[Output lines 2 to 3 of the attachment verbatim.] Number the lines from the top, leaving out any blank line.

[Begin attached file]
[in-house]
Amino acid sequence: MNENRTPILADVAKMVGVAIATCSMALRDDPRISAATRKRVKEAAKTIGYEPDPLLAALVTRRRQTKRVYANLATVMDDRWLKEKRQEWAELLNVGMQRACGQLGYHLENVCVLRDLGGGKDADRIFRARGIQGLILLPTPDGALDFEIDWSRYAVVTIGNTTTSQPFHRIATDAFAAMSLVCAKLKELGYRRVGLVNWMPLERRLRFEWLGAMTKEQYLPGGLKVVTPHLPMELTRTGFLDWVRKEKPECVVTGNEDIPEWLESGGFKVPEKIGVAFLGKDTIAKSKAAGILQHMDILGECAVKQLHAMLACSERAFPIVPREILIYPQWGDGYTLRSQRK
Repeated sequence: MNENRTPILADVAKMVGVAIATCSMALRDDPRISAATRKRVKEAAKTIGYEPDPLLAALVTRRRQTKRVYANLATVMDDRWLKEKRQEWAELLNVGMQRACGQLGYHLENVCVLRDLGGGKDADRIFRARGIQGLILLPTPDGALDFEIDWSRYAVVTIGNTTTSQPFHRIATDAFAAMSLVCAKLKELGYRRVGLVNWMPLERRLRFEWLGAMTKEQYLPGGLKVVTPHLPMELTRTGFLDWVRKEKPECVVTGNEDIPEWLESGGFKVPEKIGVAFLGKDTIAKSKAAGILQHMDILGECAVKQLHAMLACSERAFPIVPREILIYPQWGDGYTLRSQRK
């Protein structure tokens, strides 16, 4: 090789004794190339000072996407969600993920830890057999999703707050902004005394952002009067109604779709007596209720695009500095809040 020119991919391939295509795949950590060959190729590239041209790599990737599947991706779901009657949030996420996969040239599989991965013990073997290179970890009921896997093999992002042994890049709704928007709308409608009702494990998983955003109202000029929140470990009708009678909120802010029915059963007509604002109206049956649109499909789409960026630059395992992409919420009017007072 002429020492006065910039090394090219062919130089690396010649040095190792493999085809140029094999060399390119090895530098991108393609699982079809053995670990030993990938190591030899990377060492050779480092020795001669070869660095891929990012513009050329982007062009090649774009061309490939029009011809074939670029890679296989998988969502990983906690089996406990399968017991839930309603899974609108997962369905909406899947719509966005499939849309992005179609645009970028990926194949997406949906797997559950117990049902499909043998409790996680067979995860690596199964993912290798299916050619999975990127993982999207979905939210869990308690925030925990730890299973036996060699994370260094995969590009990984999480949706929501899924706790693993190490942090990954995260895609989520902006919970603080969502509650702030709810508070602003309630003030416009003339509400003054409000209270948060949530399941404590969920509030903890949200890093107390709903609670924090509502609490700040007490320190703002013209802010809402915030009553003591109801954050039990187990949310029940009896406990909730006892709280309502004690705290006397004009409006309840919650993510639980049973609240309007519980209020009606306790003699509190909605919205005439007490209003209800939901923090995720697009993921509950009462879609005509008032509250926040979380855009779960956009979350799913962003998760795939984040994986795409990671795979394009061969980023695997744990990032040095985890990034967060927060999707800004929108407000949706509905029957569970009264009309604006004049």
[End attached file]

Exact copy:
Amino acid sequence: MNENRTPILADVAKMVGVAIATCSMALRDDPRISAATRKRVKEAAKTIGYEPDPLLAALVTRRRQTKRVYANLATVMDDRWLKEKRQEWAELLNVGMQRACGQLGYHLENVCVLRDLGGGKDADRIFRARGIQGLILLPTPDGALDFEIDWSRYAVVTIGNTTTSQPFHRIATDAFAAMSLVCAKLKELGYRRVGLVNWMPLERRLRFEWLGAMTKEQYLPGGLKVVTPHLPMELTRTGFLDWVRKEKPECVVTGNEDIPEWLESGGFKVPEKIGVAFLGKDTIAKSKAAGILQHMDILGECAVKQLHAMLACSERAFPIVPREILIYPQWGDGYTLRSQRK
Repeated sequence: MNENRTPILADVAKMVGVAIATCSMALRDDPRISAATRKRVKEAAKTIGYEPDPLLAALVTRRRQTKRVYANLATVMDDRWLKEKRQEWAELLNVGMQRACGQLGYHLENVCVLRDLGGGKDADRIFRARGIQGLILLPTPDGALDFEIDWSRYAVVTIGNTTTSQPFHRIATDAFAAMSLVCAKLKELGYRRVGLVNWMPLERRLRFEWLGAMTKEQYLPGGLKVVTPHLPMELTRTGFLDWVRKEKPECVVTGNEDIPEWLESGGFKVPEKIGVAFLGKDTIAKSKAAGILQHMDILGECAVKQLHAMLACSERAFPIVPREILIYPQWGDGYTLRSQRK